Chapter 16
A Community of Tennessee Writers, Readers & Passersby

Finding Holmes

Michael Sims investigates the very real origins of the greatest fictional detective

With The Story of Charlotte’s Web and The Adventures of Henry Thoreau, Michael Sims invented what amounts to a new genre: the biography of a particular book. In Arthur and Sherlock: Conan Doyle and the Creation of Holmes, he follows literary and historical clues to identify the origins of the most famous fictional detective in the world.

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Fearless and Exacting

The new Sewanee Review will appear the end of this month, and “new” hardly begins to describe it

Novelist Adam Ross, the first new editor of The Sewanee Review since 1973, will launch the storied literary magazine’s redesign on January 31. In it, there’s enough transgression to satisfy the spirit of Tennessee Williams, whose bequest supports the Review’s publication.

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Clear-Eyed Mystic

Joy Harjo’s poems celebrate transcendence and confront fear

Acclaimed poet Joy Harjo’s most recent collection, Conflict Resolution for Holy Beings, delivers the exquisite mix of beauty, transcendence, and pain her work is known for. Harjo joined the creative-writing faculty at the University of Tennessee in Knoxville this year and will give a free public reading at UT’s Hodges Library on January 23 at 7 p.m.

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One Big Story

Alan Lightman talks about his Memphis memoir, Screening Room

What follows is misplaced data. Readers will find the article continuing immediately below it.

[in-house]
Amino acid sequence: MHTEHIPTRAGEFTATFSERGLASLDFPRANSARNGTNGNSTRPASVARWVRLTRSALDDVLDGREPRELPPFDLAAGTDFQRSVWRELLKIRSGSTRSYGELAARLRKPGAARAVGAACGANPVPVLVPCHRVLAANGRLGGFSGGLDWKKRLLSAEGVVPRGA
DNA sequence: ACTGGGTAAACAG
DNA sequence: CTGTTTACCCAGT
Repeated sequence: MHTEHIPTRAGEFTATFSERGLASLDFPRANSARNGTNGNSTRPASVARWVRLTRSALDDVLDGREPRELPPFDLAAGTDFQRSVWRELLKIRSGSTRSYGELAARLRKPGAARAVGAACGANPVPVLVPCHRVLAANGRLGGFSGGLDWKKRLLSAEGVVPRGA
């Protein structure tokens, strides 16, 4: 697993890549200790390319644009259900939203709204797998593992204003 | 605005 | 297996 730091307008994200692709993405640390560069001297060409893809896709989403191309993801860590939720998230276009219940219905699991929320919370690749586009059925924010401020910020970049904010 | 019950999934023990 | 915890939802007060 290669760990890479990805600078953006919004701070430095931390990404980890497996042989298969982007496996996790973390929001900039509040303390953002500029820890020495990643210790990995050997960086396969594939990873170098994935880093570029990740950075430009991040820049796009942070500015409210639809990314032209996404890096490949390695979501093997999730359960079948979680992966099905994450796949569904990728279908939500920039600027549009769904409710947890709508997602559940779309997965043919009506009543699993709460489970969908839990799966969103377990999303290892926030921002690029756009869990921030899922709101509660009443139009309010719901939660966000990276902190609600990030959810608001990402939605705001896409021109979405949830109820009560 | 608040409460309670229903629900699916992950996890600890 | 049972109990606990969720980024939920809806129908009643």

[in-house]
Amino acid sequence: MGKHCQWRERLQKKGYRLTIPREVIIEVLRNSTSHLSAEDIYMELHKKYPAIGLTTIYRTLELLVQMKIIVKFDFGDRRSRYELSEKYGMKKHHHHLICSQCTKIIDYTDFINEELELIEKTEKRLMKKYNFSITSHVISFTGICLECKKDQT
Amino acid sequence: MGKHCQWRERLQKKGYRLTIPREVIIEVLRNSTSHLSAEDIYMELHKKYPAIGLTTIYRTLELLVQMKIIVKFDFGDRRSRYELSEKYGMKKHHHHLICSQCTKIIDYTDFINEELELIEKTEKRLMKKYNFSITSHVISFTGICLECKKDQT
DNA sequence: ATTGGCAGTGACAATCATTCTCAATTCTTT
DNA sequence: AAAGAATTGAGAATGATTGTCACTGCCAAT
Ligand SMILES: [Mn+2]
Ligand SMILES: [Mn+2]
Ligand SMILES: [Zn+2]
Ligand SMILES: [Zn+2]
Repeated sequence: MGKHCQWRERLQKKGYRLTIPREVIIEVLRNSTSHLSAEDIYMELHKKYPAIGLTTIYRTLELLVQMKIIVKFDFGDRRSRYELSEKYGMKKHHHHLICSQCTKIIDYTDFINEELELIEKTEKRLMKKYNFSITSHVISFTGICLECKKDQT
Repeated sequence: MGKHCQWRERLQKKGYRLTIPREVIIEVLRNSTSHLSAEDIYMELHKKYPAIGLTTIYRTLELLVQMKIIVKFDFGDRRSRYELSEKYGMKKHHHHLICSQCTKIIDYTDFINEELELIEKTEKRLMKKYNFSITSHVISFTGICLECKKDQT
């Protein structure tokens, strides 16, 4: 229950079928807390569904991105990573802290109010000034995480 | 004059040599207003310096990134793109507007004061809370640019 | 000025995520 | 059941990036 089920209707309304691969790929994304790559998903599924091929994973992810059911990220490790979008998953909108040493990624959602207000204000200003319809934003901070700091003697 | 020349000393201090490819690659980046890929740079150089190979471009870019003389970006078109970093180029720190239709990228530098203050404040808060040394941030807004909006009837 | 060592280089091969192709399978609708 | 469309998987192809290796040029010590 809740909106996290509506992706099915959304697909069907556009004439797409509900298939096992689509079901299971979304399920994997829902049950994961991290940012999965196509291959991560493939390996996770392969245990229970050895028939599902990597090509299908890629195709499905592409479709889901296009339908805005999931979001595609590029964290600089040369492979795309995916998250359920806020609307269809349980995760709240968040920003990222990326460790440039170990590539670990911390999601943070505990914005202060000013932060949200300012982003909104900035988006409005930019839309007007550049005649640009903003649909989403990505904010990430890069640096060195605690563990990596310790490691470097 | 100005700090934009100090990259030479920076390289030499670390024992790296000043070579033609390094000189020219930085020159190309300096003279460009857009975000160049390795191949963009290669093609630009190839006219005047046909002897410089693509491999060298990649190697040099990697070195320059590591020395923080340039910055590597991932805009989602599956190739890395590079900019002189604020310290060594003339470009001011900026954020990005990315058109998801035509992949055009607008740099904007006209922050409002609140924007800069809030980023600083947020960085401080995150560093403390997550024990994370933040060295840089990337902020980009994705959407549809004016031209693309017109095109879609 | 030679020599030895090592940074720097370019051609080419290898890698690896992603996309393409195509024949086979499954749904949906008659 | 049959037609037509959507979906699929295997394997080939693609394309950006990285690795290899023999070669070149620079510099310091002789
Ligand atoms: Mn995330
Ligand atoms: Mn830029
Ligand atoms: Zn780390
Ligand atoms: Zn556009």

In Screening Room, Alan Lightman—poet, novelist, and playwright—tells the story of his growing-up years in Memphis during the 1950s and ‘60s. The book centers on the family legacy of Lightman’s grandfather, a movie-palace magnate, but it is also wholly the story of Lightman himself as he struggles to understand his own place as a white, Jewish man in the segregated South.

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Pulling the Curtain Back on Literary Wizardry

The burgeoning field of Cormac McCarthy scholarship offers surprising insights

To writers and scholars who have followed his career for decades, Cormac McCarthy is as notorious for his perceived reclusiveness as for his astonishing body of work. With Cormac McCarthy’s Literary Evolution, Daniel Robert King takes a deep dive into the McCarthy Archive at Texas State University and emerges with a lucid account of McCarthy’s transition from Tennessee to the Southwest.

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Crime Capital of the World

Book excerpt: City of Light, City of Poison: Murder, Magic, and The First Police Chief of Paris

Holly Tucker’s most recent nonfiction title, Blood Work, was a Los Angeles Times Book Prize finalist. The Nashville author’s new work of nonfiction, City of Light, City of Poison: Murder, Magic, and the First Police Chief of Paris, will be released on March 21. Today we bring you the book’s opening pages.

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